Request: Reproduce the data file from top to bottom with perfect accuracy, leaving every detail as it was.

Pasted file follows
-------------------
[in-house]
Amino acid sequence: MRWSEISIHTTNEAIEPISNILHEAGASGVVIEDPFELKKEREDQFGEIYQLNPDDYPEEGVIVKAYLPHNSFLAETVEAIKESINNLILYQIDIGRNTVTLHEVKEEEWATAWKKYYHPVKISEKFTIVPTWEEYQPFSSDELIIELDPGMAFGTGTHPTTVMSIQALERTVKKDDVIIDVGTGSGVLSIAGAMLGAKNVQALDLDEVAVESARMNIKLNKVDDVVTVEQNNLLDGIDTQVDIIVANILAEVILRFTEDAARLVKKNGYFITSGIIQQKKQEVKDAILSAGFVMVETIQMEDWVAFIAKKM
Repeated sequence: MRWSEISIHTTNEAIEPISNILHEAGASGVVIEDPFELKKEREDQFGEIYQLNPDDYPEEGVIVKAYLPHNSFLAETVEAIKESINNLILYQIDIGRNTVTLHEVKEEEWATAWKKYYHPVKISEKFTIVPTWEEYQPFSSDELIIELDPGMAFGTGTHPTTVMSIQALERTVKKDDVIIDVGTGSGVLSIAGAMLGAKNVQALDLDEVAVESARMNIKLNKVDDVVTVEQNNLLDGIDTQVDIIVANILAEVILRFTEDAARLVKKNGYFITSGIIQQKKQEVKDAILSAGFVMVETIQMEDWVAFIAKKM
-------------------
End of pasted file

[in-house]
Amino acid sequence: MRWSEISIHTTNEAIEPISNILHEAGASGVVIEDPFELKKEREDQFGEIYQLNPDDYPEEGVIVKAYLPHNSFLAETVEAIKESINNLILYQIDIGRNTVTLHEVKEEEWATAWKKYYHPVKISEKFTIVPTWEEYQPFSSDELIIELDPGMAFGTGTHPTTVMSIQALERTVKKDDVIIDVGTGSGVLSIAGAMLGAKNVQALDLDEVAVESARMNIKLNKVDDVVTVEQNNLLDGIDTQVDIIVANILAEVILRFTEDAARLVKKNGYFITSGIIQQKKQEVKDAILSAGFVMVETIQMEDWVAFIAKKM
Repeated sequence: MRWSEISIHTTNEAIEPISNILHEAGASGVVIEDPFELKKEREDQFGEIYQLNPDDYPEEGVIVKAYLPHNSFLAETVEAIKESINNLILYQIDIGRNTVTLHEVKEEEWATAWKKYYHPVKISEKFTIVPTWEEYQPFSSDELIIELDPGMAFGTGTHPTTVMSIQALERTVKKDDVIIDVGTGSGVLSIAGAMLGAKNVQALDLDEVAVESARMNIKLNKVDDVVTVEQNNLLDGIDTQVDIIVANILAEVILRFTEDAARLVKKNGYFITSGIIQQKKQEVKDAILSAGFVMVETIQMEDWVAFIAKKM